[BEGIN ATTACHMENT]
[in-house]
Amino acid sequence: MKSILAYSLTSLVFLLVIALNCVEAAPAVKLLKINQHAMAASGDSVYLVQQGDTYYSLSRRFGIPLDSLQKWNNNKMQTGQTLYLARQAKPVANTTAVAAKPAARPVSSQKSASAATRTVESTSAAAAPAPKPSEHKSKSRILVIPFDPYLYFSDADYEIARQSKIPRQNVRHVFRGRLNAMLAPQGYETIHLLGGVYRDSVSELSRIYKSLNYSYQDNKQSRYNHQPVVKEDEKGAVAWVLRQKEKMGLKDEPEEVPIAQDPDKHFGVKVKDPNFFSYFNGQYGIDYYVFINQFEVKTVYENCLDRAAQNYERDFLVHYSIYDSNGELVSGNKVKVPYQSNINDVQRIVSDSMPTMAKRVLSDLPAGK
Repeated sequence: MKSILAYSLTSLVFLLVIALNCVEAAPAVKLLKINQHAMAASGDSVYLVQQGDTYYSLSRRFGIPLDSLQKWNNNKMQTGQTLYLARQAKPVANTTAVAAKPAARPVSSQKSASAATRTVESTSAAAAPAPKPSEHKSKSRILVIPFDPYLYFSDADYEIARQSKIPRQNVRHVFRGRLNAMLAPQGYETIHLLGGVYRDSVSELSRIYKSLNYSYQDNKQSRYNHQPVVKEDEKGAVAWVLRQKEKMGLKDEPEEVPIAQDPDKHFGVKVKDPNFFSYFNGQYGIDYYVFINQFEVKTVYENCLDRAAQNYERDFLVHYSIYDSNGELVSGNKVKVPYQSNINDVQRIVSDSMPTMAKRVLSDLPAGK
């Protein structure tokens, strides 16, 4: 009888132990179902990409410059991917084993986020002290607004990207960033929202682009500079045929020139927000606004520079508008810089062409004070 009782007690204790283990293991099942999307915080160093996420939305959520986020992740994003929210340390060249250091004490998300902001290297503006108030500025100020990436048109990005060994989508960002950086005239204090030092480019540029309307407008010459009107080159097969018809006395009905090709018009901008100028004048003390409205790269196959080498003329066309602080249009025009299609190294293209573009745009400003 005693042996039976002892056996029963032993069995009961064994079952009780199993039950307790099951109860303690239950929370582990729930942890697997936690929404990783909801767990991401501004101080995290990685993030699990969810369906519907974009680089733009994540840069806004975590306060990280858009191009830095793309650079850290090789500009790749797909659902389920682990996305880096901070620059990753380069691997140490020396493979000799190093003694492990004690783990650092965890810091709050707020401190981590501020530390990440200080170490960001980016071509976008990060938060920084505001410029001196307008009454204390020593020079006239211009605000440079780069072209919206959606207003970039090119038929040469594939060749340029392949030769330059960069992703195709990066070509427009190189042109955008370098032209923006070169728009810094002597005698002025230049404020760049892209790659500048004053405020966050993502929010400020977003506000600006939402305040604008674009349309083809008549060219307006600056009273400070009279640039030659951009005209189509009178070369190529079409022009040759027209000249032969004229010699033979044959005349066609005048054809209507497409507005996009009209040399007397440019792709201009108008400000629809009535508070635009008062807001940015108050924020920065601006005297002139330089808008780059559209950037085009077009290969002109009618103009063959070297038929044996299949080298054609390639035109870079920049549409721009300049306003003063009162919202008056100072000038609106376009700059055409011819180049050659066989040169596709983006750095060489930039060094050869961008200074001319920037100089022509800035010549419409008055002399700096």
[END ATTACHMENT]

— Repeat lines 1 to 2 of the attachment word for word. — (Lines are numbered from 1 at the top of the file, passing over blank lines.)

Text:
[in-house]
Amino acid sequence: MKSILAYSLTSLVFLLVIALNCVEAAPAVKLLKINQHAMAASGDSVYLVQQGDTYYSLSRRFGIPLDSLQKWNNNKMQTGQTLYLARQAKPVANTTAVAAKPAARPVSSQKSASAATRTVESTSAAAAPAPKPSEHKSKSRILVIPFDPYLYFSDADYEIARQSKIPRQNVRHVFRGRLNAMLAPQGYETIHLLGGVYRDSVSELSRIYKSLNYSYQDNKQSRYNHQPVVKEDEKGAVAWVLRQKEKMGLKDEPEEVPIAQDPDKHFGVKVKDPNFFSYFNGQYGIDYYVFINQFEVKTVYENCLDRAAQNYERDFLVHYSIYDSNGELVSGNKVKVPYQSNINDVQRIVSDSMPTMAKRVLSDLPAGK